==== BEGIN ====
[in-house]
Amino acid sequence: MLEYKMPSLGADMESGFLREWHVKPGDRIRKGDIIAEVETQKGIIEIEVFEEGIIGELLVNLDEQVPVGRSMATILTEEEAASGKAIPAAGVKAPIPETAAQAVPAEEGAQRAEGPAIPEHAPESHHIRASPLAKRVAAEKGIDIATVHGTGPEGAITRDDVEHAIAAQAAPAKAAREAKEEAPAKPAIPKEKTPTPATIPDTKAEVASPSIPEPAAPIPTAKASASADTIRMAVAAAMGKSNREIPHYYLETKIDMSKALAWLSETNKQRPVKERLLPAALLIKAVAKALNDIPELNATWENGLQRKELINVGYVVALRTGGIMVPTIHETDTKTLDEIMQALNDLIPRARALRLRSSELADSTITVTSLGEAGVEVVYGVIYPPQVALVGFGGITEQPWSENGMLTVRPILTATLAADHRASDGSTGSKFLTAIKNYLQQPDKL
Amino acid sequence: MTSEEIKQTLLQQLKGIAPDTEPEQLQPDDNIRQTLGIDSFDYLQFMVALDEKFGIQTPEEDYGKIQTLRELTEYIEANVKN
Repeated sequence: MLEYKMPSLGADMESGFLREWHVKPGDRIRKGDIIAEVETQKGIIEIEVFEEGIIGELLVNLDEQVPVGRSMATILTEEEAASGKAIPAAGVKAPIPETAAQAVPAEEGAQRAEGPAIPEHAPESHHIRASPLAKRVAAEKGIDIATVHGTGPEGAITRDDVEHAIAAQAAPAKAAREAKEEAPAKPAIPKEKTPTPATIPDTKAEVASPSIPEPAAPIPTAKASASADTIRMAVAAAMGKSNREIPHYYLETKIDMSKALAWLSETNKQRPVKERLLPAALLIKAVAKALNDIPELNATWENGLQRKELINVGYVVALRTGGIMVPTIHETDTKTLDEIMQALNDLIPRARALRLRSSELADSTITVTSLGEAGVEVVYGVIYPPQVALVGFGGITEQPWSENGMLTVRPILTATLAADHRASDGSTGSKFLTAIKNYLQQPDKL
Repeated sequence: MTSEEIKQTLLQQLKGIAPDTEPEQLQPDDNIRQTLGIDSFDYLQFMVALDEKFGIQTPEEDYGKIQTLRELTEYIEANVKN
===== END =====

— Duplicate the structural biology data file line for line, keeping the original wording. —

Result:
[in-house]
Amino acid sequence: MLEYKMPSLGADMESGFLREWHVKPGDRIRKGDIIAEVETQKGIIEIEVFEEGIIGELLVNLDEQVPVGRSMATILTEEEAASGKAIPAAGVKAPIPETAAQAVPAEEGAQRAEGPAIPEHAPESHHIRASPLAKRVAAEKGIDIATVHGTGPEGAITRDDVEHAIAAQAAPAKAAREAKEEAPAKPAIPKEKTPTPATIPDTKAEVASPSIPEPAAPIPTAKASASADTIRMAVAAAMGKSNREIPHYYLETKIDMSKALAWLSETNKQRPVKERLLPAALLIKAVAKALNDIPELNATWENGLQRKELINVGYVVALRTGGIMVPTIHETDTKTLDEIMQALNDLIPRARALRLRSSELADSTITVTSLGEAGVEVVYGVIYPPQVALVGFGGITEQPWSENGMLTVRPILTATLAADHRASDGSTGSKFLTAIKNYLQQPDKL
Amino acid sequence: MTSEEIKQTLLQQLKGIAPDTEPEQLQPDDNIRQTLGIDSFDYLQFMVALDEKFGIQTPEEDYGKIQTLRELTEYIEANVKN
Repeated sequence: MLEYKMPSLGADMESGFLREWHVKPGDRIRKGDIIAEVETQKGIIEIEVFEEGIIGELLVNLDEQVPVGRSMATILTEEEAASGKAIPAAGVKAPIPETAAQAVPAEEGAQRAEGPAIPEHAPESHHIRASPLAKRVAAEKGIDIATVHGTGPEGAITRDDVEHAIAAQAAPAKAAREAKEEAPAKPAIPKEKTPTPATIPDTKAEVASPSIPEPAAPIPTAKASASADTIRMAVAAAMGKSNREIPHYYLETKIDMSKALAWLSETNKQRPVKERLLPAALLIKAVAKALNDIPELNATWENGLQRKELINVGYVVALRTGGIMVPTIHETDTKTLDEIMQALNDLIPRARALRLRSSELADSTITVTSLGEAGVEVVYGVIYPPQVALVGFGGITEQPWSENGMLTVRPILTATLAADHRASDGSTGSKFLTAIKNYLQQPDKL
Repeated sequence: MTSEEIKQTLLQQLKGIAPDTEPEQLQPDDNIRQTLGIDSFDYLQFMVALDEKFGIQTPEEDYGKIQTLRELTEYIEANVKN